Old Dominion Brewery – Millennium Barley-Wine

The battle between big beer and craft beer seems to be heating up lately.  Big beer probably has nothing to worry about, but some of their actions lately seem to suggest something a little different.  Although they aren’t going out and buying huge portions of smaller craft beer companies, they have begun to just put a toe in the ever growing craft beer pond.  Such is the case with Old Dominion Brewery.  In 2007, Fordham Brewing company put up a bid to buy Old Dominion.  This may not really sound like a huge deal in the beer war; however, some of the backing money for the purchase came from  Anheuser-Busch.  Anheuser-Busch doesn’t have a huge claim in either Fordham or Dominion, but they have enough to have a role in the distribution.  Maybe it isn’t very much, but many see it, and many other similar situations, as a sign of big beer encroaching on the craft beer industry.  As far as I understand, this was one of the last beers that was completely Old Dominion, that is, before they packed up and moved to Delaware.

Dominion really isn’t typically one of those breweries I run to the self for, and barleywine isn’t exactly a style of beer I crave.  But, I just couldn’t help myself.  I saw a bunch of people reaching for it, and I noticed that they had a single of it, so I just grabbed it.  Barleywine is a bit of a weird style.  If you’re not familiar with it at all, then you should probably check it out.  Be very aware, however, that it is a very strong style of beer.  Doing a little research on the style, it appears that its name is derived from its very high alcohol content.  It really isn’t a wine at all because it is brewed with barley instead of fruit.  I feel like someone should probably come up with a cooler name for it, but I think we may be stuck with it by now.

The appearance on the pour is much like a lot of the other barleywines I’ve enjoyed.  It pours a very auburn orangey hue.  Although this is a color that is pretty frequent with this style, they do tend to vary in colors.  There is never really a lot of head on these types of beer.  The alcohol is really high, so a very thin white head develops on top of the beer.  It does get slightly sudsy with the swirl, but it really isn’t all that much to speak of.  The swirl more displays the legs that are visible on the side of the glass.  A really sticky residue sits on the side of the glass.  The beer appears really hazy, and there is definitely a minimal amount of carbonation visible in the glass.

The smell really makes you snap your head back from the burn of the alcohol.  You almost forget you’re about to drink a beer when there is so much alcohol present on the nose.  There is definitely a certain sweetness to this beer as well.  The sticky sweetness seems to come from some dark rich fruits.  An interesting aroma that I don’t remember on most barleywines is a little spiciness.  I really like this aspect.  I doubt it’s because this one has been aged in oak barrels, but that part has me excited as well.  There are definitely ample malts here, and as expected, it is completely void of any hops.  I wouldn’t expect them from this style though.  I think before tasting the smell got me most interested.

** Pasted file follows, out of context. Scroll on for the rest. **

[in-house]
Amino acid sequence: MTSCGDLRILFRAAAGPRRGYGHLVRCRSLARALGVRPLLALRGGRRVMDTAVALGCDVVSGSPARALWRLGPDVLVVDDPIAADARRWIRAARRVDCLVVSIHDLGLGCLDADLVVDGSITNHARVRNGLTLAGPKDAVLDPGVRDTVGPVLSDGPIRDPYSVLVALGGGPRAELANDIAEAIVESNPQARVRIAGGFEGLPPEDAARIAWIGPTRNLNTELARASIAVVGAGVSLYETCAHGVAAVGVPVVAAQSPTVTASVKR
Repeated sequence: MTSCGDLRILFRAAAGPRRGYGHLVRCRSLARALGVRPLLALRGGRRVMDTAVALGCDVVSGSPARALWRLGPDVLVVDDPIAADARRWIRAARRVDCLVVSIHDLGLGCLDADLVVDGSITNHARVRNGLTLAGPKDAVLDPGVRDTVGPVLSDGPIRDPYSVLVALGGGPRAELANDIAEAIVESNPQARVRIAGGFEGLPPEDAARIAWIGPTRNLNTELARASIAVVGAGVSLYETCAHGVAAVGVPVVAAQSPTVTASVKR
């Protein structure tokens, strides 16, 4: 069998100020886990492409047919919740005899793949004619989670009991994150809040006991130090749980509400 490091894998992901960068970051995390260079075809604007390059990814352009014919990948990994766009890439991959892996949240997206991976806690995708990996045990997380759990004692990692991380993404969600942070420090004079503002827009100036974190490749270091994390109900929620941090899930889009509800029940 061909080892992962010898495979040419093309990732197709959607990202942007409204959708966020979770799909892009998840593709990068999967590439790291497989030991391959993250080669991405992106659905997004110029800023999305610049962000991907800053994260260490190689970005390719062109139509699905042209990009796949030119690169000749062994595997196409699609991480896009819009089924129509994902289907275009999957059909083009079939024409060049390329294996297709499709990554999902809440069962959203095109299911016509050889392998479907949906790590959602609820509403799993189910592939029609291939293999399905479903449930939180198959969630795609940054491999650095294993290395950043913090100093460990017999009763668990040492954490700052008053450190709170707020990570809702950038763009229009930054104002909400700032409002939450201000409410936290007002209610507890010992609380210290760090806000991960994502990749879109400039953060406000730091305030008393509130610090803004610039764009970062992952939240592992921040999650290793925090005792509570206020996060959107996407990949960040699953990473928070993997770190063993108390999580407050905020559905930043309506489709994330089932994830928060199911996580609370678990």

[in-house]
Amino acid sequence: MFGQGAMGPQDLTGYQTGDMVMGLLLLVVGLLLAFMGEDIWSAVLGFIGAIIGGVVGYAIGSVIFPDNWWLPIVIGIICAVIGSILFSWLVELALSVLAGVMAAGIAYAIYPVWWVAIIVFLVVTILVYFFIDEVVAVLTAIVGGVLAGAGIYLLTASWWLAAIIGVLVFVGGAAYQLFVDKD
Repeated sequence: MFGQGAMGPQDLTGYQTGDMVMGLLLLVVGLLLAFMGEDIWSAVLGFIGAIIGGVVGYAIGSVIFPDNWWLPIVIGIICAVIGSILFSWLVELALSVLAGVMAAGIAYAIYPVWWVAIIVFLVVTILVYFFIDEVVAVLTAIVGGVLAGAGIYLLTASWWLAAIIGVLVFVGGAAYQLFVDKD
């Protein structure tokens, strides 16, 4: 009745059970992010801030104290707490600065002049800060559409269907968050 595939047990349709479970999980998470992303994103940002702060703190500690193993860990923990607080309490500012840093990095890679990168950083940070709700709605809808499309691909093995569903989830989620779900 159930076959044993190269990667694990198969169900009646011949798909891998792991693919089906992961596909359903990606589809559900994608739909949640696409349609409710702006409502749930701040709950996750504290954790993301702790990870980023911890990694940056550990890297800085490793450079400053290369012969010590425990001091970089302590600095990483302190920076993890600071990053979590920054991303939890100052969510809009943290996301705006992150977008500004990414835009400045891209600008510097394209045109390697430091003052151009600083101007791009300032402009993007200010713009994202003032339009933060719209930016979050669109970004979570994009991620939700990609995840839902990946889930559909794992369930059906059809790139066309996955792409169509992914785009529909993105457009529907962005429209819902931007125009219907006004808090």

The first sip really kicks you in the teeth with the ample amount of alcohol.  Perhaps I should have better prepared myself.  Either way, The beer has a very sweet and rich cherry or dark fruit flavor.  This is combined with some very sweet malts.  The sweetness leads you really quickly into the strong burn of the booze in the middle.  The burn of the alcohol really takes over and is combined with a little spice. It’s not till the finish that you start to taste a few of the other flavors.  There is once again some really sticky sweetness on the ending.  The sweetness has an interesting earthy oak flavoring that definitely comes from the barrels. This leads you into the sweet earthy boozy finish.

The mouthfeel is exactly what I was expecting.  This is really syrupy with just a little light carbonation to help mellow the thickness.  The boozy flavor is huge, but it isn’t all together unpleasant.  As I said, I’m not big into barleywines.  I like to have one or two around for when I want one heavy beer, but they aren’t everyday beers.  The oak flavoring on the end is really pleasant and welcoming.  Perhaps it’s what helps me enjoy this one more than some other barleywines.

With the Old Dominion being purchased by any part of a big beer company, I’m sure some people will immediately try to stay away from them.  It’s like when a band signs to a small record label you later find out is backed by Atlantic or some other major record label.  Did they sell out?  Whether you think they did or not, this is definitely a good beer.  It certainly isn’t for the faint at heart, but if you like a strong beer, give this one a try for sure.

Teacher Grade: B

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2 Comments

  1. It’s interesting how there are all these avenues BMC are taking into the world of craft beer. It’s very similar to the moves made by major labels into indie rock, particularly in the 90’s.

    • Yeah that’s what I sort of referenced right at the end of the review. You really do start to see some connections for sure.


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